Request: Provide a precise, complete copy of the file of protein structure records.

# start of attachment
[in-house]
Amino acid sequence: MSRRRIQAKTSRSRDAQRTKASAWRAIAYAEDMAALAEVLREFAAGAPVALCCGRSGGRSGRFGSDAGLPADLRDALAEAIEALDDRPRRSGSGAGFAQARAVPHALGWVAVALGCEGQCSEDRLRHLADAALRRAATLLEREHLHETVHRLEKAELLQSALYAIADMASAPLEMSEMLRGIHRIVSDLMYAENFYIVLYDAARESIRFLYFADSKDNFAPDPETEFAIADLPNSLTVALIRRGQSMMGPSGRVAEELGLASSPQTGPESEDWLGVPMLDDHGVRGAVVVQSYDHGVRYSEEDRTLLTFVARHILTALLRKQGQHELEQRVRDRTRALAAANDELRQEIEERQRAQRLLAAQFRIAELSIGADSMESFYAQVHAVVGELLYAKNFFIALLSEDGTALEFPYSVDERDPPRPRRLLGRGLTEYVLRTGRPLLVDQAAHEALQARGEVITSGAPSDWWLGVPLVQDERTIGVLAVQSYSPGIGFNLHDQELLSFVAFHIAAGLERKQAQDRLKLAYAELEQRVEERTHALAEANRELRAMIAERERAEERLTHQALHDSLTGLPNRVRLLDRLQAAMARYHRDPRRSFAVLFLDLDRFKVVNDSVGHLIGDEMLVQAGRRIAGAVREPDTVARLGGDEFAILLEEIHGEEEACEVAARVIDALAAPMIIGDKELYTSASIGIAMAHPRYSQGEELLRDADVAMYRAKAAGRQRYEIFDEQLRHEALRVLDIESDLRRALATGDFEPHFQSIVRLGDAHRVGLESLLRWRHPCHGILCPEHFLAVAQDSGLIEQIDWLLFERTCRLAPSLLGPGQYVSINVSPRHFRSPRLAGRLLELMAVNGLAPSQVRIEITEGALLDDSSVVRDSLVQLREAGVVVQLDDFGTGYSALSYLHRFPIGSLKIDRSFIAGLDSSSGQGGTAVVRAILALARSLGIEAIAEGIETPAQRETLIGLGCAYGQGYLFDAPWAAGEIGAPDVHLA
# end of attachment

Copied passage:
[in-house]
Amino acid sequence: MSRRRIQAKTSRSRDAQRTKASAWRAIAYAEDMAALAEVLREFAAGAPVALCCGRSGGRSGRFGSDAGLPADLRDALAEAIEALDDRPRRSGSGAGFAQARAVPHALGWVAVALGCEGQCSEDRLRHLADAALRRAATLLEREHLHETVHRLEKAELLQSALYAIADMASAPLEMSEMLRGIHRIVSDLMYAENFYIVLYDAARESIRFLYFADSKDNFAPDPETEFAIADLPNSLTVALIRRGQSMMGPSGRVAEELGLASSPQTGPESEDWLGVPMLDDHGVRGAVVVQSYDHGVRYSEEDRTLLTFVARHILTALLRKQGQHELEQRVRDRTRALAAANDELRQEIEERQRAQRLLAAQFRIAELSIGADSMESFYAQVHAVVGELLYAKNFFIALLSEDGTALEFPYSVDERDPPRPRRLLGRGLTEYVLRTGRPLLVDQAAHEALQARGEVITSGAPSDWWLGVPLVQDERTIGVLAVQSYSPGIGFNLHDQELLSFVAFHIAAGLERKQAQDRLKLAYAELEQRVEERTHALAEANRELRAMIAERERAEERLTHQALHDSLTGLPNRVRLLDRLQAAMARYHRDPRRSFAVLFLDLDRFKVVNDSVGHLIGDEMLVQAGRRIAGAVREPDTVARLGGDEFAILLEEIHGEEEACEVAARVIDALAAPMIIGDKELYTSASIGIAMAHPRYSQGEELLRDADVAMYRAKAAGRQRYEIFDEQLRHEALRVLDIESDLRRALATGDFEPHFQSIVRLGDAHRVGLESLLRWRHPCHGILCPEHFLAVAQDSGLIEQIDWLLFERTCRLAPSLLGPGQYVSINVSPRHFRSPRLAGRLLELMAVNGLAPSQVRIEITEGALLDDSSVVRDSLVQLREAGVVVQLDDFGTGYSALSYLHRFPIGSLKIDRSFIAGLDSSSGQGGTAVVRAILALARSLGIEAIAEGIETPAQRETLIGLGCAYGQGYLFDAPWAAGEIGAPDVHLA